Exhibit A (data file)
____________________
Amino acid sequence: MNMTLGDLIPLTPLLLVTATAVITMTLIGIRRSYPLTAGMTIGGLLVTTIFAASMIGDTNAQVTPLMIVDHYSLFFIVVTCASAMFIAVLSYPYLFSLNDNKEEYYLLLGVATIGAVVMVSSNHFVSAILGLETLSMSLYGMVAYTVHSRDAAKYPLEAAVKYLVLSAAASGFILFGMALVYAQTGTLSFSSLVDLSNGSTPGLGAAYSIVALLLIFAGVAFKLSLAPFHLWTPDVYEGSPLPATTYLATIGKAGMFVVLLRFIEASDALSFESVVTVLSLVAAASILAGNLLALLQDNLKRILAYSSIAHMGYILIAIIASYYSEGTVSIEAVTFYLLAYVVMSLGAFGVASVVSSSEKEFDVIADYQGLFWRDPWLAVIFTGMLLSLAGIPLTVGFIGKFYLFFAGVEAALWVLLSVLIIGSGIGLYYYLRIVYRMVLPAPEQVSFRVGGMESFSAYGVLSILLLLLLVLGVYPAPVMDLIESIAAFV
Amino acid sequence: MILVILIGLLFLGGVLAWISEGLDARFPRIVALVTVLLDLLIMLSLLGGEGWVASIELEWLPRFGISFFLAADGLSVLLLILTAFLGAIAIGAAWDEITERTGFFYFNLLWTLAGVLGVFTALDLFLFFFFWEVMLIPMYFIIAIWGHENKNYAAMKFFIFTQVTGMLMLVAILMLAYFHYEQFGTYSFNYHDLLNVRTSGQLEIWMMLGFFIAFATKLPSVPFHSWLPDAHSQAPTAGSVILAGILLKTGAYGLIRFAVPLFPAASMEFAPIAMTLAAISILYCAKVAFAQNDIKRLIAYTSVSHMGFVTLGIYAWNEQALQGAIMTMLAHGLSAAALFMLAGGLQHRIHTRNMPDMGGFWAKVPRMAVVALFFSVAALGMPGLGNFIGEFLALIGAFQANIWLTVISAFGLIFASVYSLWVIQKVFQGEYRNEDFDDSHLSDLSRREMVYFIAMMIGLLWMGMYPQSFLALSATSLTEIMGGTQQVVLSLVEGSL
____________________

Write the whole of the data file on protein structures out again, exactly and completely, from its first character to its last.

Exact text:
Amino acid sequence: MNMTLGDLIPLTPLLLVTATAVITMTLIGIRRSYPLTAGMTIGGLLVTTIFAASMIGDTNAQVTPLMIVDHYSLFFIVVTCASAMFIAVLSYPYLFSLNDNKEEYYLLLGVATIGAVVMVSSNHFVSAILGLETLSMSLYGMVAYTVHSRDAAKYPLEAAVKYLVLSAAASGFILFGMALVYAQTGTLSFSSLVDLSNGSTPGLGAAYSIVALLLIFAGVAFKLSLAPFHLWTPDVYEGSPLPATTYLATIGKAGMFVVLLRFIEASDALSFESVVTVLSLVAAASILAGNLLALLQDNLKRILAYSSIAHMGYILIAIIASYYSEGTVSIEAVTFYLLAYVVMSLGAFGVASVVSSSEKEFDVIADYQGLFWRDPWLAVIFTGMLLSLAGIPLTVGFIGKFYLFFAGVEAALWVLLSVLIIGSGIGLYYYLRIVYRMVLPAPEQVSFRVGGMESFSAYGVLSILLLLLLVLGVYPAPVMDLIESIAAFV
Amino acid sequence: MILVILIGLLFLGGVLAWISEGLDARFPRIVALVTVLLDLLIMLSLLGGEGWVASIELEWLPRFGISFFLAADGLSVLLLILTAFLGAIAIGAAWDEITERTGFFYFNLLWTLAGVLGVFTALDLFLFFFFWEVMLIPMYFIIAIWGHENKNYAAMKFFIFTQVTGMLMLVAILMLAYFHYEQFGTYSFNYHDLLNVRTSGQLEIWMMLGFFIAFATKLPSVPFHSWLPDAHSQAPTAGSVILAGILLKTGAYGLIRFAVPLFPAASMEFAPIAMTLAAISILYCAKVAFAQNDIKRLIAYTSVSHMGFVTLGIYAWNEQALQGAIMTMLAHGLSAAALFMLAGGLQHRIHTRNMPDMGGFWAKVPRMAVVALFFSVAALGMPGLGNFIGEFLALIGAFQANIWLTVISAFGLIFASVYSLWVIQKVFQGEYRNEDFDDSHLSDLSRREMVYFIAMMIGLLWMGMYPQSFLALSATSLTEIMGGTQQVVLSLVEGSL